sudo chown -v -R :servermanager /var/www/

sudo chown -v -R :servermanager /etc/apache2/sites-available/

sudo chown -v -R :servermanager /etc/apache2/sites-enabled

then modify the directory permission to be written by the owner group:

sudo chmod -v -R g+w /var/www/

sudo chmod -v -R g+w /etc/apache2/sites-available

sudo chmod -v -R g+w /etc/apache2/sites-enabled

(Useful Users and Permissions Commands)

Linux has a group and user structure to manage permissions and it is very useful to be able to view the current state:

List all users in the system:

cat /etc/passwd

List all groups on the system:

cat etc/group or less etc/group


getent group

for all members of a single group:

getent group group_name

check ownership of a directory, for example:

ls -ld /var/www/

check ownership of a file:

ls -l /var/www/

Find all the files owned by a particular user (may take some time):

sudo find / -user username

Change the active group for the session, possibly not:

newgrp servermanager

delete a group:

sudo groupdel group_name

delete a user (-r removes the user’s directory and mail spool):

sudo userdel -r username

search “linux octal permissions” to understand the numbering system.

Show all currently logged in users on a system:


Upload and Enable a Site

With the commands above, you gave the non-root super-user sufficient permission to set up sites.

Upload any site directory to /var/www/html/your_site/

Go to /etc/apache2/sites-available/ and copy the default .conf file:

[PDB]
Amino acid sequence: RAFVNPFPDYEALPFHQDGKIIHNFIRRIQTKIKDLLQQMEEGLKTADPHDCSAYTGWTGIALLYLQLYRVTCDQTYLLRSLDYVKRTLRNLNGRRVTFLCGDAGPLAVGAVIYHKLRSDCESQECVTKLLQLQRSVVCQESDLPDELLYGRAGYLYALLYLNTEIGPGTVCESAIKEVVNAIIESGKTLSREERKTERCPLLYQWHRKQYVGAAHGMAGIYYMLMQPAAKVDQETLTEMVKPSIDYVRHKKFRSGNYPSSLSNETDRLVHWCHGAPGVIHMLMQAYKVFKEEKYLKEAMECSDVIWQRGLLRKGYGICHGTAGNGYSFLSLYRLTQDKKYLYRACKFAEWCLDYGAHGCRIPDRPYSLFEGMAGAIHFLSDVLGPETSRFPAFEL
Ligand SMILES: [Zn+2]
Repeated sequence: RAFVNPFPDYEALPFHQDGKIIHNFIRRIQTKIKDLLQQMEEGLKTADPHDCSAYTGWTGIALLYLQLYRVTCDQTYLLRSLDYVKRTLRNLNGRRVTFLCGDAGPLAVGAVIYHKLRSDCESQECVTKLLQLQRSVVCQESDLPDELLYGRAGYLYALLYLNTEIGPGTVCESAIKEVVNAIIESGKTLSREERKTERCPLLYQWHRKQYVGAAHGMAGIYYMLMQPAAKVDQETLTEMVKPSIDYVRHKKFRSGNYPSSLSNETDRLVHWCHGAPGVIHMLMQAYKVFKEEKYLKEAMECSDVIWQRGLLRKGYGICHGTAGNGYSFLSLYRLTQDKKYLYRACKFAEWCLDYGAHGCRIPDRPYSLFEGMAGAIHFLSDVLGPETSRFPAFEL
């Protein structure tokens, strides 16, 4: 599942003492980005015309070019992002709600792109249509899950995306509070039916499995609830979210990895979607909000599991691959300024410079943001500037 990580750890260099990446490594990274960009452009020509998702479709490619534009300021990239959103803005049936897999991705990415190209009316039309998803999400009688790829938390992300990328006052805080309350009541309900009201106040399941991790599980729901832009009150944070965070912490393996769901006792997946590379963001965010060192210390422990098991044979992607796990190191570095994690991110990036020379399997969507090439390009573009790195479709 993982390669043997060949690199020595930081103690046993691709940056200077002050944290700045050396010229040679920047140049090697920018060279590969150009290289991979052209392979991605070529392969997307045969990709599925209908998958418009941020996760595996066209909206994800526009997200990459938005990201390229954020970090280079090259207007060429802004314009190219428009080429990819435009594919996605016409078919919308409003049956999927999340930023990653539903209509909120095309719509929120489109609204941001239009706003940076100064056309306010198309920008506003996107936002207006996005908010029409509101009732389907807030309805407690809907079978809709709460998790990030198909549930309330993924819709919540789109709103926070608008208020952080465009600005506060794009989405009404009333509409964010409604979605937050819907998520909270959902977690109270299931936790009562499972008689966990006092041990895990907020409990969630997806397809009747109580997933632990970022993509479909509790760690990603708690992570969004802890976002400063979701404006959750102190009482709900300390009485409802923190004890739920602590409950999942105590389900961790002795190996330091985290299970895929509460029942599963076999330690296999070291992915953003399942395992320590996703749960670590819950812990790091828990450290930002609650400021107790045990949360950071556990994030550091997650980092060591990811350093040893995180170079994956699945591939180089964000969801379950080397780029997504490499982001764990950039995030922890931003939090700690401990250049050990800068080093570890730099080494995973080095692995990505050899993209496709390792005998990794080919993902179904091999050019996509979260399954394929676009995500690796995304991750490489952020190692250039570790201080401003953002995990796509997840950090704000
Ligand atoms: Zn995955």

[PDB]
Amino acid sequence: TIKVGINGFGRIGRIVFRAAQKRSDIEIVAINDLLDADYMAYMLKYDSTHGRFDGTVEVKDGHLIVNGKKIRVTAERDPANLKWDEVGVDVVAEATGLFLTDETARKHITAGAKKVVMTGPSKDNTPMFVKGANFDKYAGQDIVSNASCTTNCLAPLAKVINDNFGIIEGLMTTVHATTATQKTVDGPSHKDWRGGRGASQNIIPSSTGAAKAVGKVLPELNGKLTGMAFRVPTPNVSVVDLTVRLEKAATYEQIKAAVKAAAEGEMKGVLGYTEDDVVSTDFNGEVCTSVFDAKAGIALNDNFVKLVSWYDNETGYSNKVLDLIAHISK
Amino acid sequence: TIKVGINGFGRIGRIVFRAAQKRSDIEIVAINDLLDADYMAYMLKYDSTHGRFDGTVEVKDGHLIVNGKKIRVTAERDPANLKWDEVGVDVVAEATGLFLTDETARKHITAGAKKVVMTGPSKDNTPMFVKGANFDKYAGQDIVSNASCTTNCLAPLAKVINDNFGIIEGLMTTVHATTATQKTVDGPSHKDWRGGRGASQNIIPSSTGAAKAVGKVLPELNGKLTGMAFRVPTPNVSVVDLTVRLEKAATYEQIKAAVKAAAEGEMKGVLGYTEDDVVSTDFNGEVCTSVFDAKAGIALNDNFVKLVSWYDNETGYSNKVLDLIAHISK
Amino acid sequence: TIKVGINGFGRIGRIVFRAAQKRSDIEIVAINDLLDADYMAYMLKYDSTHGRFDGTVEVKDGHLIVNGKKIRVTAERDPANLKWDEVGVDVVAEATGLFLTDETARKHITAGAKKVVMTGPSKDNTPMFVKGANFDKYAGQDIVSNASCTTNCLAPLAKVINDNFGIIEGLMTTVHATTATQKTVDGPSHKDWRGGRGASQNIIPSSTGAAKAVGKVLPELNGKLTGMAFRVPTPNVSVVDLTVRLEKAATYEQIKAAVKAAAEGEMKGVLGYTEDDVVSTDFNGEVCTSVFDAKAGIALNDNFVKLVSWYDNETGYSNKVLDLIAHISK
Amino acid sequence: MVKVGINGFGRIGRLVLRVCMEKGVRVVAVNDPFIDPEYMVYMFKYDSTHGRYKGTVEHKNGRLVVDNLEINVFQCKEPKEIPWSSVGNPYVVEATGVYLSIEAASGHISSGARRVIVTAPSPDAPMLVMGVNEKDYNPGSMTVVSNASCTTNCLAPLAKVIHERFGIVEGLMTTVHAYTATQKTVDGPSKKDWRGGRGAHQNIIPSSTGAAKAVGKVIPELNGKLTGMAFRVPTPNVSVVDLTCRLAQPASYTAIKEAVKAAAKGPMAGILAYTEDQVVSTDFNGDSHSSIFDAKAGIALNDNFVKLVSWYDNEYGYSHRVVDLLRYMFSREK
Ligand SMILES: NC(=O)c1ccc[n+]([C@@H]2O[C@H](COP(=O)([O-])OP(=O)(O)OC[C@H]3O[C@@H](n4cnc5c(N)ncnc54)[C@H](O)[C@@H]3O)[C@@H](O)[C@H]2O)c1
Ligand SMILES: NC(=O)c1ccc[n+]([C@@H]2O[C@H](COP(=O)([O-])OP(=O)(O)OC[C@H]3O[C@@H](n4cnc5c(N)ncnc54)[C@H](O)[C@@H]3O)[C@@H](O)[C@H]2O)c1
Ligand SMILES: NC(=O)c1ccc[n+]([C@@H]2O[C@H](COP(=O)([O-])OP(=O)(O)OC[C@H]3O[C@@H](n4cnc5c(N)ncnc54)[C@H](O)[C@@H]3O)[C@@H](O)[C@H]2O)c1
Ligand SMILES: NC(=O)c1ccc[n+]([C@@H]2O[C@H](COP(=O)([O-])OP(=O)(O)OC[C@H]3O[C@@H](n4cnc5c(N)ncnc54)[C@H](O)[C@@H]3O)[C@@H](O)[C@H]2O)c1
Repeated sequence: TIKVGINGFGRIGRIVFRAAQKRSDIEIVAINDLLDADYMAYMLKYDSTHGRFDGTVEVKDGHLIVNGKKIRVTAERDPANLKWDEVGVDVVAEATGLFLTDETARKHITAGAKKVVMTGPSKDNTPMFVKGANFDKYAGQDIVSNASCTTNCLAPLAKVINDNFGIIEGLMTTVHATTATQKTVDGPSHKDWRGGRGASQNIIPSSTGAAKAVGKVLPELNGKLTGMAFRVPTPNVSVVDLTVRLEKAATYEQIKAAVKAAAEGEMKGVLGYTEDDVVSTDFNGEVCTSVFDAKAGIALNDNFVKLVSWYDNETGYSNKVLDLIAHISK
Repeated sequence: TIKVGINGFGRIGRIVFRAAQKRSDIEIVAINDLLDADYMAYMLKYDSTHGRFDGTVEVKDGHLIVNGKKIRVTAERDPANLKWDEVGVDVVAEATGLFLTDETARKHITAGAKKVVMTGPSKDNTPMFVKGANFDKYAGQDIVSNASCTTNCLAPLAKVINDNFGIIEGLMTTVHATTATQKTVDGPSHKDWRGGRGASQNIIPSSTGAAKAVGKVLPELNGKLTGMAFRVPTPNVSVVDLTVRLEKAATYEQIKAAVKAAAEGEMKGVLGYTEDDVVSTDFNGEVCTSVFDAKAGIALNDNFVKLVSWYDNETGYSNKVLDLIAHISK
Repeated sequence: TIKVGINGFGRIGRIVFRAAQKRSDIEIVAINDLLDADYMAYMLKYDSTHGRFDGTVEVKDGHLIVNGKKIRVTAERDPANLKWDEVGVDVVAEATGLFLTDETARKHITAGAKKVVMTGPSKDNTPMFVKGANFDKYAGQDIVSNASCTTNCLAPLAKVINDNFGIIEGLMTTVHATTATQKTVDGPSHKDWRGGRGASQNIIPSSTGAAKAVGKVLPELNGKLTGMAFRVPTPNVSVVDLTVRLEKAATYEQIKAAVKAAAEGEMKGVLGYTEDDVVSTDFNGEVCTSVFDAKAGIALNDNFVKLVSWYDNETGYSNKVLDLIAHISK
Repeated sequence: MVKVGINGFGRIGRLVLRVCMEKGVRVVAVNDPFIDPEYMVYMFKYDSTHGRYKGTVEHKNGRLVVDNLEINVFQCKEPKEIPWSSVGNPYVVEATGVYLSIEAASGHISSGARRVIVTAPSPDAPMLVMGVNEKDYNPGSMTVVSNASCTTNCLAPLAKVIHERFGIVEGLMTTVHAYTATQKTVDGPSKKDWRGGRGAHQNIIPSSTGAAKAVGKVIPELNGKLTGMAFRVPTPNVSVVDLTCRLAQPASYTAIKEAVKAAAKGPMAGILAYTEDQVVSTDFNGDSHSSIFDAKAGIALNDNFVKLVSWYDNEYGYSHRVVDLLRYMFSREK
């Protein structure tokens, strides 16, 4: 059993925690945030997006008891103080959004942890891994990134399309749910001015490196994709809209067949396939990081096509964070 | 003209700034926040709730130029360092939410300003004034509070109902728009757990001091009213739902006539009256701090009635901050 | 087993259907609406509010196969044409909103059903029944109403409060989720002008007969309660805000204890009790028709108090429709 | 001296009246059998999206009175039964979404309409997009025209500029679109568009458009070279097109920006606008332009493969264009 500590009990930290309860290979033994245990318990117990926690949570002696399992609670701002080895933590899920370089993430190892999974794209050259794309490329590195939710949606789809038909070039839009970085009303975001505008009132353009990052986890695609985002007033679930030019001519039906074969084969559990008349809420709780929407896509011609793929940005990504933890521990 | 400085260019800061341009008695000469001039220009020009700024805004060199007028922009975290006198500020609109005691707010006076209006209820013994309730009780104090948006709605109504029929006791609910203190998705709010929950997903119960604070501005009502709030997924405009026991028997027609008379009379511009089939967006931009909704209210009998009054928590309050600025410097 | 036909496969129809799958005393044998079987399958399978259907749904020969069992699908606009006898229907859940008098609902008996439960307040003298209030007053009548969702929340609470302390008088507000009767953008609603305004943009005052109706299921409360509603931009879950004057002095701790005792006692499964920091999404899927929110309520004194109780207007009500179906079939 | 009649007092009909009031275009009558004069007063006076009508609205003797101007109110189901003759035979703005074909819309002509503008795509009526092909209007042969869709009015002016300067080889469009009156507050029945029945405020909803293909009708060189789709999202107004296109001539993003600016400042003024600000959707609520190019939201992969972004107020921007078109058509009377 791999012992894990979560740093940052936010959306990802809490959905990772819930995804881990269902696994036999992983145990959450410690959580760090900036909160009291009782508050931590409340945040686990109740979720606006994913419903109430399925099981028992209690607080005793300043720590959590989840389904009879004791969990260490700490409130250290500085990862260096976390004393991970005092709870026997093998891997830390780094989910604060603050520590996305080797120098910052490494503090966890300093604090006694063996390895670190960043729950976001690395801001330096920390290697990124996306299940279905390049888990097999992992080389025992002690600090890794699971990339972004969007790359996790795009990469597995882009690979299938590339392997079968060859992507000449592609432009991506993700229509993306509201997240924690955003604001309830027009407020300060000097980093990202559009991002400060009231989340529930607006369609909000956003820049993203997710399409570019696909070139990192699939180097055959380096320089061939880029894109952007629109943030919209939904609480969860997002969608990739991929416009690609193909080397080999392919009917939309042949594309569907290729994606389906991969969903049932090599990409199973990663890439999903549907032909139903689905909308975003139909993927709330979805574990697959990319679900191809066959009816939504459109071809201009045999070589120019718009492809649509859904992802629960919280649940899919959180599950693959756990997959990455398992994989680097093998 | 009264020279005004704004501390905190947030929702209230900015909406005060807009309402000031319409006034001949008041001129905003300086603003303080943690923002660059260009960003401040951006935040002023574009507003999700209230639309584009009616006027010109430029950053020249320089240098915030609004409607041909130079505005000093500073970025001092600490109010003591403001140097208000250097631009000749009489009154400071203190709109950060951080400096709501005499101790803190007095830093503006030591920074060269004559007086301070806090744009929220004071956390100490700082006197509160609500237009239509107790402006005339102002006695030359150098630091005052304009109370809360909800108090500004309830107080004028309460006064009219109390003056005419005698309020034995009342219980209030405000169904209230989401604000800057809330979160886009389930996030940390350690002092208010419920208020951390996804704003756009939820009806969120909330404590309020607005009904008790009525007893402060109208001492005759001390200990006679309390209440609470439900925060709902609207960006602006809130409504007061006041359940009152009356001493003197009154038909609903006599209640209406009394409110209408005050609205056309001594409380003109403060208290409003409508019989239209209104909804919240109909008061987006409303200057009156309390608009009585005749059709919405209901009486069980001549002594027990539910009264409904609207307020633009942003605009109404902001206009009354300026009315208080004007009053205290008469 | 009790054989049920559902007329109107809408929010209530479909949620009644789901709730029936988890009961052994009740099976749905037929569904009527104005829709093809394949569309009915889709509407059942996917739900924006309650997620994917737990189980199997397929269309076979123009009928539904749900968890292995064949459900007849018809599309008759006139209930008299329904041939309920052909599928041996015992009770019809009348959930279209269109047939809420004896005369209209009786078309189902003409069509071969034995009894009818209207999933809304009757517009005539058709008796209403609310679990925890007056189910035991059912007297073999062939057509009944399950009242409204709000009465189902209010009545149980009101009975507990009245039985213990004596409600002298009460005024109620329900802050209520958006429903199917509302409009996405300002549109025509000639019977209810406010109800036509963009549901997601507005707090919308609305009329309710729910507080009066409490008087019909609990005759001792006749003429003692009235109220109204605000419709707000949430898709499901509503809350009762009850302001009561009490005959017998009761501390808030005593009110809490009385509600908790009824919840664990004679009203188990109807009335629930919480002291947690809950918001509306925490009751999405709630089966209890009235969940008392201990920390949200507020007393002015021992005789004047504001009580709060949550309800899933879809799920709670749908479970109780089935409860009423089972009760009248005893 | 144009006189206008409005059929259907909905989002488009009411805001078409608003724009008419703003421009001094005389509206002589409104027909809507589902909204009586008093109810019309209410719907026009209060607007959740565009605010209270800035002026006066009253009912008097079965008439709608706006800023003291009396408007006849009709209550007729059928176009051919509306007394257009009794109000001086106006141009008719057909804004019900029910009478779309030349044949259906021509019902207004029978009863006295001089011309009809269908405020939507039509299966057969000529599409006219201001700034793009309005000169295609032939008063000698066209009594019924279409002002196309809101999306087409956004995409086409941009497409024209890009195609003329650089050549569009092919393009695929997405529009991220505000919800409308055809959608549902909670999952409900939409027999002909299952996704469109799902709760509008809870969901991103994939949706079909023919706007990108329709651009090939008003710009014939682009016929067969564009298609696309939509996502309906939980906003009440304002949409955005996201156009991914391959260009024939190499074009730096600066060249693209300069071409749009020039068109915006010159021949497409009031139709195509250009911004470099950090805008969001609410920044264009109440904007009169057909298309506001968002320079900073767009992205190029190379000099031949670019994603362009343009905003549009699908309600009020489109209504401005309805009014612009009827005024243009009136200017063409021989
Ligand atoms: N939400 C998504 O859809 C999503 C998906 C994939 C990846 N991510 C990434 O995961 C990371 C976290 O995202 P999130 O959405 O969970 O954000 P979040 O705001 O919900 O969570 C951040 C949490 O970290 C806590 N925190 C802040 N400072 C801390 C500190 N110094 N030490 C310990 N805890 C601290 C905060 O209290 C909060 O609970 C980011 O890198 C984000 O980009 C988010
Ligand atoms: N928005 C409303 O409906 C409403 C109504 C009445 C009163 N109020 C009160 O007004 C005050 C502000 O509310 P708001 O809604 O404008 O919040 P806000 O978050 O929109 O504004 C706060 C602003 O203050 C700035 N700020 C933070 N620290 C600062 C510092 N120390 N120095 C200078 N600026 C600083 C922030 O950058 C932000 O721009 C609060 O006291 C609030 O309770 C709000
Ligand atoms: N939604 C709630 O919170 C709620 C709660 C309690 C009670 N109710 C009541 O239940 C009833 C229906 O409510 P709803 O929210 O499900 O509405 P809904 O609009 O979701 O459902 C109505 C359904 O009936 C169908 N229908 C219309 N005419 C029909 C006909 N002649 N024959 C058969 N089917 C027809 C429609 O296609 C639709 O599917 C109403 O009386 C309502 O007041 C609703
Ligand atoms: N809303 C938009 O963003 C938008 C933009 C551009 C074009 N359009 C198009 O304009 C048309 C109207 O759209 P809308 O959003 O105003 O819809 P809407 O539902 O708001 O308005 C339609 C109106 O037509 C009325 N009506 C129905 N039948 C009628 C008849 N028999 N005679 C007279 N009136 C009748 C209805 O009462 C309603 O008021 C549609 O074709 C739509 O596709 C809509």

cp 000-default.conf your_site.conf

and modify with the following information:

ServerName your_site.com

ServerAlias www.your_site.com

ServerAdmin you@email.com

DocumentRoot /var/www/html/your_site

Use the following command to enable the site. What it actually does is copy the .conf file from /sites-available/ to /sites-enabled/:

sudo a2ensite your_site opposite is sudo a2dissite your_site

sudo systemctl reload apache2

to show some server information:

ps aux | grep apache2 | less


to get out of this command.

Make Website Available Outside Your LAN

1. Raspberry Pi Zero W

Once the Pi server is serving a site on its IP within the LAN, making the site available outside the LAN (on the internet) is as simple as directing site requests that arrive to your internet IP to the Pi server. Sounds complicated, but when a browser looks for a website on the internet, it looks on port 80. Most routers have an option to direct all traffic arriving on a specific port to a specific IP within the LAN. Connect to your network’s router to configure it, usually by entering its IP (often into a browser and logging in with a password you set. You should see an option like this under the advanced settings.

To Do: Establish an SSH Connection with SSH Keys for the Non-Root User

Normally, you generate a public and private key on your local computer then copy the public key to the server along with some settings. Hostwinds has an option in server management to generate the key, download the private key, and install the public key on the server. Reboot required.

WordPress from Scratch

On a fresh Debian VPN. Per WordPress.org’s own list:

sudo apt install apache2

sudo apt install php

sudo apt install php-curl

sudo apt install php-[the rest of the recommended extensions]

php -m to see a list of the php extensions installed.

sudo apt install mariadb-server

sudo systemctl start apache2

sudo systemctl start mariadb

sudo mysql_secure_installation

mysql -u root -p


sudo apt install httpd mariadb mariadb-server php php-common php-mysql php-gd php-xml php-mbstring php-mcrypt php-xmlrpc unzip wget -y

Backup the Server

To make a backup file, sudo su root then navigate to root directory, and:

tar cvpzf backup.tgz --exclude=/proc --exclude=/lost+found --exclude=/backup.tgz --exclude=/mnt --exclude=/sys /

Download the resulting file.

To restore:

tar -xvpfz backup.tgz -C /

then, mkdir /proc, mkdir /lost+found, mkdir /mnt, mkdir /sys